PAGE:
First flight was January 5, 2017 and lasted about 1.25 hours. The airplane performed almost perfectly. The avionics upgrades all worked perfectly, as did the lights, gear, flaps, and such. Despite the flap rebuild and re-rigging both the flaps and ailerons, the airplane flew straight and level. Only two real problems during the flight: the need to turn up the prop governor to get some more RPMs at full power and a flaky left magneto. The mag has been pulled, sent to Western Skyways, repaired, and returned. Now time for propeller adjustments and a spring of hard flying to finish the engine break-in.

Bellanca-Champion West Coast Fly-In

I finally made it to Columbia, CA (O22) for the Bellanca-Champion West Coast Fly-In this weekend. The West Coast Fly-In is widely regarded as the largest gathering of Bellanca airplanes anywhere in the world, and this year the triple tails had a good showing with close to 20 planes showing up. Three of those were Cruisemaster 260s (picture below). There was even a T-250 Aries, which I had never seen in person before.
Cruisemaster 260s
The Columbia Airport has a campground on site and the Fly-In is held at the campground. Jess and I decided to stay in town, however, as the hotels had air conditioning and it was hot the whole weekend. It’s about a 1 mile walk to the campground from the town if you know the secret path, which we didn’t know the first time. Live and learn. Good food was eaten, airplane stories were told, and Jess got to see her first flour bombing and spot landing contests.

New Home for the Bellanca

The Bellanca has been living in a rental hangar at Auburn Airport (S50) since last summer.  Auburn Airport’s a great little airport, and everyone has been very friendly.  However, the rental hangar has left a lot to be desired.  There’s not much light (two CFL bulbs for the whole hangar), not much power (I share a 15A breaker with two other hangars), and too much water (the concrete wasn’t properly sealed and leaches water into the hangar when it rains).  When a condo T hangar came up for sale, I decided it was time to move.  I only moved one hangar row, but now I own my own (very nice) T hangar.

11188277_10206530505607368_7029922267986968871_nThe new hangar has 80A 240V service, so power isn’t a concern.  In the old hangar, I couldn’t reliably run the air compressor, but it runs great again.  It also has 2 400W metal-halide lamps plus two sets of fluorescent tubes, so there’s no problem with light.  There’s also rough-ins for water and sewer, so I’ll be able to add a bathroom and/or utility sink in the future.  Rather than large sliding metal doors, the hangar has a Hydroswing door, so opening / closing the door is a whole lot less work.  Finally, and most importantly, there’s a proper vapor barrier under the concrete, which should help reduce my moisture problems.  If not, I’ll have to insulate the side walls and add a small heater, which should help significantly.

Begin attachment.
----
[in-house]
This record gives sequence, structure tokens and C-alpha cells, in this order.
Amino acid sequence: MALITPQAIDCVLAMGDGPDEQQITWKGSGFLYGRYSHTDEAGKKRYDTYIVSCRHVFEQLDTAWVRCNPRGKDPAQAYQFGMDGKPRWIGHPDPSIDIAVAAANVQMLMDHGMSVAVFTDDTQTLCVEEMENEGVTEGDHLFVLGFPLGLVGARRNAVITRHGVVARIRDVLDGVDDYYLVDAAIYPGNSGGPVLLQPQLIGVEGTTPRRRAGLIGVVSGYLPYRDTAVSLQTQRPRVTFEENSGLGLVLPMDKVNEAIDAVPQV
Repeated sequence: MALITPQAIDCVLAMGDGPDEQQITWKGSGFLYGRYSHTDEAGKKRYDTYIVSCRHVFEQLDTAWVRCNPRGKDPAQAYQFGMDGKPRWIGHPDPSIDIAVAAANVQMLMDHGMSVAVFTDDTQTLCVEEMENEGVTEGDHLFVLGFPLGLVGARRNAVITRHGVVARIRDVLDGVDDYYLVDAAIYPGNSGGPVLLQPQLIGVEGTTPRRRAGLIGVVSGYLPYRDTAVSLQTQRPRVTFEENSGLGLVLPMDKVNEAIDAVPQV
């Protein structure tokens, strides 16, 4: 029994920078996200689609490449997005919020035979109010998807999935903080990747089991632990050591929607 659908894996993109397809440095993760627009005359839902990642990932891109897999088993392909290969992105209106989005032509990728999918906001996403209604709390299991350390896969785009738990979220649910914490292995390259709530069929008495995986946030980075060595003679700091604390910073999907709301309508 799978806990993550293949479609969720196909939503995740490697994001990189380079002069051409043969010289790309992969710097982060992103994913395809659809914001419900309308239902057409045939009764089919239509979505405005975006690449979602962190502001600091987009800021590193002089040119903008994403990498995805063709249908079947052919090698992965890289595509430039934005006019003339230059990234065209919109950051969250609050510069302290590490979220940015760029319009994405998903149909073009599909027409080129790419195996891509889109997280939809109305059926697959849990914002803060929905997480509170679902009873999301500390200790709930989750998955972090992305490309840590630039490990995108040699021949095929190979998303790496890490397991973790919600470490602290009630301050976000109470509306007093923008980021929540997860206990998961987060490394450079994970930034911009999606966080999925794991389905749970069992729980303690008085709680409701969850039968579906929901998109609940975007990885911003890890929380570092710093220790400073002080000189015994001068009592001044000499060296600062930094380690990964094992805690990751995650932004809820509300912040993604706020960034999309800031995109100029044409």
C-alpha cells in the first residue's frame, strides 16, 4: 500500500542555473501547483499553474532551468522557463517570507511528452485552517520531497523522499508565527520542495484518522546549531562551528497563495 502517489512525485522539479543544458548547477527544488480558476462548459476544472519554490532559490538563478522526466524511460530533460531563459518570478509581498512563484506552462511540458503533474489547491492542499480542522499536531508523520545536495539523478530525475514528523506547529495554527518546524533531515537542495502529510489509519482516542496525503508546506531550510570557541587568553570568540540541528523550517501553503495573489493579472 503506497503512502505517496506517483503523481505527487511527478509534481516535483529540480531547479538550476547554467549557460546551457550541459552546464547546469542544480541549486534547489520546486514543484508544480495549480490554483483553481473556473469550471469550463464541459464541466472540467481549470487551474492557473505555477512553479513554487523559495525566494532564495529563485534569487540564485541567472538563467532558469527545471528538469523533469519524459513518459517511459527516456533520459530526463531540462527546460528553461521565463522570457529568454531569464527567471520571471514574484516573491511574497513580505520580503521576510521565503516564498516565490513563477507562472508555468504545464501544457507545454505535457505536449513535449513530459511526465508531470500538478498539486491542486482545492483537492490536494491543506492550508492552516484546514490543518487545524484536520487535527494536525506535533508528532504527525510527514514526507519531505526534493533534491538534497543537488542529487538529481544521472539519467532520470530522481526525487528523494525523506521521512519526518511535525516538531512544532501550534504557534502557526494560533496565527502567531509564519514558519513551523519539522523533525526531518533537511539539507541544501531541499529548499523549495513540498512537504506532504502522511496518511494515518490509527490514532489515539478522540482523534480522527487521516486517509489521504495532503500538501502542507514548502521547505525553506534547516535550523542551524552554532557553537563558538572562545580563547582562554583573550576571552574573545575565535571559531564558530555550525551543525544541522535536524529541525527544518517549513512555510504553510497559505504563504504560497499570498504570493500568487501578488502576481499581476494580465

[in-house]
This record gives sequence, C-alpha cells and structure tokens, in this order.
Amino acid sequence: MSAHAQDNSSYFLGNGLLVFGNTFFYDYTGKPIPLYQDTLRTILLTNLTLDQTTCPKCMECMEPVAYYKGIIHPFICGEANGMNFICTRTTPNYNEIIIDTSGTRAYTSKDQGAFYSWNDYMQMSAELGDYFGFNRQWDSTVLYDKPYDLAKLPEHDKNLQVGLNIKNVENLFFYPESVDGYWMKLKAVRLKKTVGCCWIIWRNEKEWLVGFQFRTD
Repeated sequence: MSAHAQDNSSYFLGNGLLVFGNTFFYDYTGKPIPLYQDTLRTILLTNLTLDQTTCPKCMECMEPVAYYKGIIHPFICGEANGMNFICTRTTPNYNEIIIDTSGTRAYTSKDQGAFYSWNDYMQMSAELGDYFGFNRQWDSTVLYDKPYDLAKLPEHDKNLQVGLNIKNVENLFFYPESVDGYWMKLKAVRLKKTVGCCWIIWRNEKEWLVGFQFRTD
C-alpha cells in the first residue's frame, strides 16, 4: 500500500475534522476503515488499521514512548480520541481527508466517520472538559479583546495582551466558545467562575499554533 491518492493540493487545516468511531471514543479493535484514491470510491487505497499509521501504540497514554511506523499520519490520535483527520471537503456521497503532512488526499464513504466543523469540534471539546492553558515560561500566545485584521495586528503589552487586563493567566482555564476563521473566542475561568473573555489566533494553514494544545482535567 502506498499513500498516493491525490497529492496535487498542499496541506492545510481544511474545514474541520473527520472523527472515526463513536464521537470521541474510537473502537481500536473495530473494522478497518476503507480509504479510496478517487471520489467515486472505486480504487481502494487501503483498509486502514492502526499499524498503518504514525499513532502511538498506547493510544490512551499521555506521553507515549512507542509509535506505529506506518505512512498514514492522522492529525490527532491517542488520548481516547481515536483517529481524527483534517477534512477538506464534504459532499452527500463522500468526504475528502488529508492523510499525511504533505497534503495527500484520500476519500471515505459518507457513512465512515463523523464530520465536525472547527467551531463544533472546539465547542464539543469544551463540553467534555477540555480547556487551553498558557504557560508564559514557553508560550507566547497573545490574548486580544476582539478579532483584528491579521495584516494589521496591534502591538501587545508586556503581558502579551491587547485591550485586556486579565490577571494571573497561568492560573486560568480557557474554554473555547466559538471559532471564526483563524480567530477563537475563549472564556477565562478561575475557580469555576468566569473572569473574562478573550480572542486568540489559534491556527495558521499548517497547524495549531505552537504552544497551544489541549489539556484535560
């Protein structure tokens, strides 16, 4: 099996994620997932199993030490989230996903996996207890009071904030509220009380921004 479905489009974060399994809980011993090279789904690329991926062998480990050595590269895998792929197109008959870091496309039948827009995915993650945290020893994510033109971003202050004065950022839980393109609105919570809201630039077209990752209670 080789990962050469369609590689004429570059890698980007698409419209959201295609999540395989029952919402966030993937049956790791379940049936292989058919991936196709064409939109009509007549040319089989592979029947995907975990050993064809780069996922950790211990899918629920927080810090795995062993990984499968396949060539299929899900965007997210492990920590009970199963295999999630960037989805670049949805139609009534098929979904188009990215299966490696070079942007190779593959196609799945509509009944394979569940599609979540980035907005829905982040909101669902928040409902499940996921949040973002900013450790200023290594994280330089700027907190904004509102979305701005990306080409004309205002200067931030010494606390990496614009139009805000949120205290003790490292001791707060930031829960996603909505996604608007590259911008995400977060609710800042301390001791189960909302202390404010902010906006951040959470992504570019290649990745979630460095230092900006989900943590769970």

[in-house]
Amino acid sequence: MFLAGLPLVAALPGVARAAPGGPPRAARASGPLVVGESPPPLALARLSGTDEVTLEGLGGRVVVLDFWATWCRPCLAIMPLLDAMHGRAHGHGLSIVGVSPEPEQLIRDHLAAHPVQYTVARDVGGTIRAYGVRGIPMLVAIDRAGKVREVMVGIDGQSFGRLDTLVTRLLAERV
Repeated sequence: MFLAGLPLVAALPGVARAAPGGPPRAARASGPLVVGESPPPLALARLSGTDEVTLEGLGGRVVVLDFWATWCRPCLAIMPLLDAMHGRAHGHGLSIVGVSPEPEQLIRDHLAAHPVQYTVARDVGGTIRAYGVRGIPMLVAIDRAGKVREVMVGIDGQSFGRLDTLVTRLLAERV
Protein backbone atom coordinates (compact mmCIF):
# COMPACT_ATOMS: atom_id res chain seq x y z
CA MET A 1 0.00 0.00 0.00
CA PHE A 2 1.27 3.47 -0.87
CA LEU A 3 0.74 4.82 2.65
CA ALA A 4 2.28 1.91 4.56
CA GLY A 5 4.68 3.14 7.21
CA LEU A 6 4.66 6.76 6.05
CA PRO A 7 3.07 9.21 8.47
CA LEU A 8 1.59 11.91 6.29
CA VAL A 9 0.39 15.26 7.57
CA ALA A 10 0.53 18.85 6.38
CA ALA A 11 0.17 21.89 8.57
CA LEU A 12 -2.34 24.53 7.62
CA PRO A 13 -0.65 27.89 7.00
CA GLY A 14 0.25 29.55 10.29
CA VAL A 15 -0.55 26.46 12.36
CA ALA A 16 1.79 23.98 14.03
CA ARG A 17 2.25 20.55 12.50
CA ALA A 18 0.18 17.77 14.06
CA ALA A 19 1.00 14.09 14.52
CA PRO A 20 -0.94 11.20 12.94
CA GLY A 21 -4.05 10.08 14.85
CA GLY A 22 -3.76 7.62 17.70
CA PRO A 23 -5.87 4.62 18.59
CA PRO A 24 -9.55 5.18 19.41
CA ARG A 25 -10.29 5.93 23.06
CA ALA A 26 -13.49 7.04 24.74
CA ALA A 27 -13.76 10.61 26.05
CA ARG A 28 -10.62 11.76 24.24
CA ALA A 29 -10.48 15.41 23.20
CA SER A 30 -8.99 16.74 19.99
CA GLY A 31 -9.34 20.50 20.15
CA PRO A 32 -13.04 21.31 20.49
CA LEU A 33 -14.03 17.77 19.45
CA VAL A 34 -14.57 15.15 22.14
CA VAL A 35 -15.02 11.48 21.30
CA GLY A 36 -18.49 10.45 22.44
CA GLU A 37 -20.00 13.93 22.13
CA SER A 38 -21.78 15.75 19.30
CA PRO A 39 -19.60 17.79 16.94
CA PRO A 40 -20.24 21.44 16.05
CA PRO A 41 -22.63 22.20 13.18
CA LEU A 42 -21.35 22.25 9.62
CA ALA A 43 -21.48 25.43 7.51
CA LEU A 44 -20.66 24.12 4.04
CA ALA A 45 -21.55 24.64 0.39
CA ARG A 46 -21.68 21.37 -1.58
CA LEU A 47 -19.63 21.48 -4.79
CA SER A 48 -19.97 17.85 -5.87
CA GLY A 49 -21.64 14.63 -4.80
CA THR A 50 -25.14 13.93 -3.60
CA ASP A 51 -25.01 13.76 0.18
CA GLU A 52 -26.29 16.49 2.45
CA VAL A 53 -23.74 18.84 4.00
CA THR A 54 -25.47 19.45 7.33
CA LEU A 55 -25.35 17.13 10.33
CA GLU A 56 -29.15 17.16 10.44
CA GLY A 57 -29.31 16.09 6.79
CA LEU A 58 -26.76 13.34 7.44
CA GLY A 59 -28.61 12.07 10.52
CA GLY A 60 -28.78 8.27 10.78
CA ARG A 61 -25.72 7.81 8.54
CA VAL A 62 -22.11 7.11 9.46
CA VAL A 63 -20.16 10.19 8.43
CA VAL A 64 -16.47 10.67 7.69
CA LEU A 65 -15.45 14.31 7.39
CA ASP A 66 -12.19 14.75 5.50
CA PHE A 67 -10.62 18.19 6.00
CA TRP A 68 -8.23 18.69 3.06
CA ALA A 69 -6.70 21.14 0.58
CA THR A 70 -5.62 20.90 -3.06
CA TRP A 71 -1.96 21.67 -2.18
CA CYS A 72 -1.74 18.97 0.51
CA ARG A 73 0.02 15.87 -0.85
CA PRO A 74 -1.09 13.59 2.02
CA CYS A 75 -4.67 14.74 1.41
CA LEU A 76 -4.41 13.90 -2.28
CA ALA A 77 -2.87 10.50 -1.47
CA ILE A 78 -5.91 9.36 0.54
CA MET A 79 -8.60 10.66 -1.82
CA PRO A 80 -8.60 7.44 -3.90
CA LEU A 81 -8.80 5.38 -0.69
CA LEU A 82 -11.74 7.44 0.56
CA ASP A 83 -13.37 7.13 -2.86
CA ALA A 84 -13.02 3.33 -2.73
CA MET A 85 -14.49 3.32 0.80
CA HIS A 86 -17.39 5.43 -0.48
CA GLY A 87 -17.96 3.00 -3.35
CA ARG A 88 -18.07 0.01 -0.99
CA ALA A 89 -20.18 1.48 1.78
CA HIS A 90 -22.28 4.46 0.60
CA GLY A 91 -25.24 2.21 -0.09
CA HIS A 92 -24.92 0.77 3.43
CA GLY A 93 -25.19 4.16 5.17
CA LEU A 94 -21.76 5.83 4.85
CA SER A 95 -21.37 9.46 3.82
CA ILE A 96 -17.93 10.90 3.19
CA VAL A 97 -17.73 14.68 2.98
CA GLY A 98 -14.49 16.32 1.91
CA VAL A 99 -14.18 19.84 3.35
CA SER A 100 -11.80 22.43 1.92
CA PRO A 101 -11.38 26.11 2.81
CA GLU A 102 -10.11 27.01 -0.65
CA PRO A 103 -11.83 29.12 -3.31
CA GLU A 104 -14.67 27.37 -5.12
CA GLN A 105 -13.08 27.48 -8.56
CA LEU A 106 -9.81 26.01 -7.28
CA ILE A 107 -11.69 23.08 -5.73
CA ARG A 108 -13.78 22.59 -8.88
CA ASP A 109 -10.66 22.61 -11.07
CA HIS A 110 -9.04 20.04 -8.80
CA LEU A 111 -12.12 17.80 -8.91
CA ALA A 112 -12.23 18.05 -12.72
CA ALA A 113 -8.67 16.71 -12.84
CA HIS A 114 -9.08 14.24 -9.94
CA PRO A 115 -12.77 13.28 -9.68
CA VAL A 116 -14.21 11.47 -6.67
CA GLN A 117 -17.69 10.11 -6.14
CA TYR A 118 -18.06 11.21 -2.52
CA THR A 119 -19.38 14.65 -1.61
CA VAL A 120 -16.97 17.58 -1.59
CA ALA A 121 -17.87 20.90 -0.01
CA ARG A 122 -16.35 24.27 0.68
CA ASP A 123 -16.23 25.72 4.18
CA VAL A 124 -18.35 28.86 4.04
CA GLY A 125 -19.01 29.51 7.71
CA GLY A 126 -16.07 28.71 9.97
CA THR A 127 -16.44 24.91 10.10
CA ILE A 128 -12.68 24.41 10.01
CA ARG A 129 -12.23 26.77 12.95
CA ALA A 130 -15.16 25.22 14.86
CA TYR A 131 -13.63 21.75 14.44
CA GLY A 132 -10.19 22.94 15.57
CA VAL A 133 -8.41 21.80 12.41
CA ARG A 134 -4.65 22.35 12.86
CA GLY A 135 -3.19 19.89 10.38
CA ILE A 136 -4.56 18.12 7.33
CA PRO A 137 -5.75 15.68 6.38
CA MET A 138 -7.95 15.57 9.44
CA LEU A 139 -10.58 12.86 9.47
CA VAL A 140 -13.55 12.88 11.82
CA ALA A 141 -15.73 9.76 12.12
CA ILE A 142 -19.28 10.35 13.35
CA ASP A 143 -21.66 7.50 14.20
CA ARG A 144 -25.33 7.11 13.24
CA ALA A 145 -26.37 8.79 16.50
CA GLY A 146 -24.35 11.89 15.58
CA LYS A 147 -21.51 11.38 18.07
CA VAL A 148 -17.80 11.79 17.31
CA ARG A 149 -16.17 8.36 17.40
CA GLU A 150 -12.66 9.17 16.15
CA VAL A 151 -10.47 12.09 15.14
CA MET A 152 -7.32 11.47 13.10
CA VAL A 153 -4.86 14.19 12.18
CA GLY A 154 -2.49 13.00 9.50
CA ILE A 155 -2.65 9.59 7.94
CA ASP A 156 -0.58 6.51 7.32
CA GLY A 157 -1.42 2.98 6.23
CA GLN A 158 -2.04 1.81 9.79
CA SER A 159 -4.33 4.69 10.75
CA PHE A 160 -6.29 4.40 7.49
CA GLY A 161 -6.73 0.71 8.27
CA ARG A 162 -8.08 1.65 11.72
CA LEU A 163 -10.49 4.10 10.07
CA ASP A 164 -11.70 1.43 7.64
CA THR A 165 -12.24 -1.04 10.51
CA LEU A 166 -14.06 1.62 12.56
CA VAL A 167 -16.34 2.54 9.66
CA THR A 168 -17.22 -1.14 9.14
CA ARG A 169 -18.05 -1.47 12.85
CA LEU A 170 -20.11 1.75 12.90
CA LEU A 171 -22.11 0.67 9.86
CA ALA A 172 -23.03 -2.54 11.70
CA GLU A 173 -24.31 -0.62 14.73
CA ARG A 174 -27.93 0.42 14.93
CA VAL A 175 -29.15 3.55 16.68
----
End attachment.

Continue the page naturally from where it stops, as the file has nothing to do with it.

Now to move all my gear from the old hangar to the new hangar.  Which isn’t so easy :).

New Years Flight

Jess and I were planning on flying to The Hub at Tacoma Narrows for the Pacific Northwest Flying web board’s West Side Fly-In.  Sadly, we were a bit late getting going, but the weather was beautiful so we went flying anyway.  We’re in a streak of multiple very cold days with almost no wind, and there was definitely some haze in the air from all the fires.  But the air was still and cold, and you really can’t beat a -2000′ density altitude at takeoff.

We flew up the west side of Seattle, just outside SeaTac and Boeing airspace, then cut across Seattle to the east just north of the Space Needle then across Lake Union, along the canal, and over Lake Washington.  We did a stop-n-go at Paine Field up north, then Renton (sadly landing to the north, so no over water approach) and then back to Auburn.  All told, 1.7 hours and three landings.  Not a bad way to start the new year.  Jess took this great picture of downtown on our way to Lake Union.FOTD80A

Post-move maintenance

As I mentioned in my previous post, the Bellanca didn’t want to idle very well at sea level. This isn’t particularly surprising, since it was last adjusted during an annual at Sandia Airpark, at an elevation of 6550′. I was supposed to do a fuel pressure adjustment (high and low) yesterday, but the mechanic forgot a tool and we had to delay. The mechanic’s going to calibrate his fuel pressure gauge this week, and we’ll be able to do the run-up / calibration next weekend.